28 Oct 2021

Speech therapy for children living with disability

Xavier provides speech therapy to support children with disabilities that impact their ability to communicate. By working with one of our speech therapists we can help improve your child’s ability to:

  • Communicate their thoughts, needs and wants
  • Understand others
  • Ask and answer questions
  • Socialise with others
  • Make new friends
  • Follow instructions
  • Learn

There is more to communication than just talking, that’s where Augmentative and Alternative Communication comes in.

What is Augmentative and Alternative Communication (AAC)?

AAC refers to communication which combines hand gestures, eye movements, technology, and pointing at symbols to deliver meaning. We all regularly use these tools when we communicate, and Xavier helps support children living with disabilities that impact speech throughout Brisbane and the greater Brisbane area.

How will AAC support my child?

Utilising augmentative and alternative communication techniques supports the development of your child’s language skills, in turn increasing their participation in social interactions and their confidence in daily activities.

Xavier’s speech pathologists may recommend taking an AAC approach when a child struggles with speech development or does not verbally communicate at all. This kind of support provides your child with lifelong skills to successfully manage such disabilities.

AAC techniques can include combinations of the following:

  • Sign language – This can be either formal or informal signing with the hands. Learning an existing form of sign language is beneficial in communicating with others as well as developing fine motor skills, however a series of unique gestures understood between parent and child can help foster family communication and relationships.
  • Images and pictures – Having a chart, communication board, or even a photo album on hand which your child can point at to visually represent their thoughts.
  • Object symbols – This is similar to images and pictures, but instead of a chart your child chooses pieces of an object or a smaller version to represent the thing they are referring to.
  • Speech generating devices – Devices which speak a recorded message when used by your child. It can be as simple as pressing a button.
  • Writing and spelling – Writing messages down or using an alphabet board to spell out ideas.
  • Physical communication skills – This can refer to hand gestures such as pointing, mime and acting out ideas, facial expressions, and body language just to name a few.

Different AAC types

There are two main types of AAC: unaided and aided. Unaided AAC is the use of natural communication, finding ways to present an idea using your body without the assistance of external aid or devices. Examples of unaided AAC include:

  • Eye contact
  • Facial expressions
  • Body language
  • Movements
  • Hand gestures, such as pointing
  • Sign language

Aided AAC refers to external, technologically assisted forms of communications which your child can use to express their thoughts. Examples of aided AAC include:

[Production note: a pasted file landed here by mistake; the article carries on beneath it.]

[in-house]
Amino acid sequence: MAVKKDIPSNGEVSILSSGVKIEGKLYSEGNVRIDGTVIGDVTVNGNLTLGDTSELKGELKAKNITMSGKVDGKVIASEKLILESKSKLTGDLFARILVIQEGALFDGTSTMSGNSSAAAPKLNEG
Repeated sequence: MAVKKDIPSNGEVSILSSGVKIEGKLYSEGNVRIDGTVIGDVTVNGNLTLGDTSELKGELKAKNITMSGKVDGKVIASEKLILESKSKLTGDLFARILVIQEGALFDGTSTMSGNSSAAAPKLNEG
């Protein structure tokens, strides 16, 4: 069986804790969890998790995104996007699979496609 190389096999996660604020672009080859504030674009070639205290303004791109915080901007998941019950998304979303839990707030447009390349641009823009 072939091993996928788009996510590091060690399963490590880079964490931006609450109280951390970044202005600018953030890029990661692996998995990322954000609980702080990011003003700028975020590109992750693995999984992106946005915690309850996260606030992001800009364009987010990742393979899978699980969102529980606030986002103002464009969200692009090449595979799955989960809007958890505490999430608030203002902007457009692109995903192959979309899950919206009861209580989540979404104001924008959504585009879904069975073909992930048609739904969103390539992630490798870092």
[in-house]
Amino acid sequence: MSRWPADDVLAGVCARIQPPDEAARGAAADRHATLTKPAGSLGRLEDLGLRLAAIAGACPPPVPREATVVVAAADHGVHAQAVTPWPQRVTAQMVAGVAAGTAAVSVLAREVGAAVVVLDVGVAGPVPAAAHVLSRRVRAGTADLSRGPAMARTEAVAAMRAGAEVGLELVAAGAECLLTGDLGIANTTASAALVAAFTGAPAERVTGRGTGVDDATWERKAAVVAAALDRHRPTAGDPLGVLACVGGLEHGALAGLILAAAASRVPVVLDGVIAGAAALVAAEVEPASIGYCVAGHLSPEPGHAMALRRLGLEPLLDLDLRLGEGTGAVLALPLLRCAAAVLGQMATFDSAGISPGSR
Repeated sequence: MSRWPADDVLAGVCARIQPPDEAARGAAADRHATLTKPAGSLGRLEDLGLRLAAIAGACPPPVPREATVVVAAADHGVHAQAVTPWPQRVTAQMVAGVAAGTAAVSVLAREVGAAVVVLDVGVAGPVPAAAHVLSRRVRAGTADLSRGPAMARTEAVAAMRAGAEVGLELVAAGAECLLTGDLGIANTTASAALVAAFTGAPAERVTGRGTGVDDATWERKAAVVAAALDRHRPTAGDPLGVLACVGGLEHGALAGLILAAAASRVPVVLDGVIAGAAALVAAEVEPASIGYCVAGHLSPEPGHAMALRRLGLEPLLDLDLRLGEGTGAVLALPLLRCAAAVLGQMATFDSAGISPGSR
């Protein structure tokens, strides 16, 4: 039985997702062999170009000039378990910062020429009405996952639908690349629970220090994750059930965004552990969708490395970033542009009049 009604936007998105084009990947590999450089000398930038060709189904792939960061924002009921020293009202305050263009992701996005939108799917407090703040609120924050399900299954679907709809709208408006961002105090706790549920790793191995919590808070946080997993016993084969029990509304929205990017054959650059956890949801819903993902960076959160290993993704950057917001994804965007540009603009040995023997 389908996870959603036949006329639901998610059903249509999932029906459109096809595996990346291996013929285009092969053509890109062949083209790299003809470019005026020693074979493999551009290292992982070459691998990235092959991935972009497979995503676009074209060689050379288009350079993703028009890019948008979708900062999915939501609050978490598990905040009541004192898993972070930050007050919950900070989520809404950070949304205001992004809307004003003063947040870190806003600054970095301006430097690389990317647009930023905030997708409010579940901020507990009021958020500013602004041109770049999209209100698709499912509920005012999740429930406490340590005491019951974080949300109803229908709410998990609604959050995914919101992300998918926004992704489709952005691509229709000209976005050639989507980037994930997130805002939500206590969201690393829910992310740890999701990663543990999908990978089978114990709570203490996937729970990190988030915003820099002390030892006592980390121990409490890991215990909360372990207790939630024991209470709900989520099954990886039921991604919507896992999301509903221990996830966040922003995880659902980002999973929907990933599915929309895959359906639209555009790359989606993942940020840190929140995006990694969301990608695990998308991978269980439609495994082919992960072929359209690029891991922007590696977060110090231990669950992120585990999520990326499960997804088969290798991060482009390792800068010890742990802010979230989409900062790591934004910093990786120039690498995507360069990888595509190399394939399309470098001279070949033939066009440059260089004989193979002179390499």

• High technology systems, such as iPads or other tablets, and speech generating devices.
  • Low technology systems, such as objects, pictures, images, photos, drawing, or writing.

Why might your child need a combination of AAC types?

We all use a combination of physical, verbal, and technological systems to communicate. Often chosen subconsciously, the decision how to communicate depends on a wide variety of factors such as the relationship between speaker and listener, the task or activity at hand, the physical distance between communicators, coded meanings, and even simply the emotions behind what is being said. 

This is just as true for children leaving with disabilities that impact their communication. They will have ideas to express and contexts in which to communicate. Therefore, a single AAC system may not meet your child’s needs in every possible situation they encounter.

Fortunately, Xavier’s speech pathologists are not confined to a single form of AAC. We can help with aided or unaided communication, with written communication, the use of gestures or objects. Whichever way your child finds best to express themselves and their ideas, our team can help them find it and support them in their speech development. 

Support your child’s speech development with AAC

Parental support and involvement with your child’s AAC therapy is important for strengthening their ongoing speech development. There are plenty of ways you can assist your child, here are just a few:

Vocabulary choices – Parents are the best people to help your child select the most effective words, pictures, and objects for their AAC vocabulary, as you know what most interests them and motivates them to communicate.

Consistent evaluation – AAC techniques should change to match your child’s needs as they develop and grow. As a parent, you’ll be the first to spot and address these changes.

Regular communication – For AAC therapy to be effective, it needs to happen as regularly as possible. By utilising these techniques in the home, your child will be applying them constantly and therefore building the positive habits they need to utilise AAC as best they can.

Xavier Locations

Xavier can provide your child with AAC speech therapy from one of the clinic locations listed below. We also have speech therapists who are able to work with you and your child from the familiarity of you own home.

  • Wooloowin
  • Ipswich
  • North Lakes
  • Scarborough

View our community clinics page

Find out more

Our team of Speech Pathologists are here to support your child to develop their language skills. Simply call 1800 XAVIER or email for further information.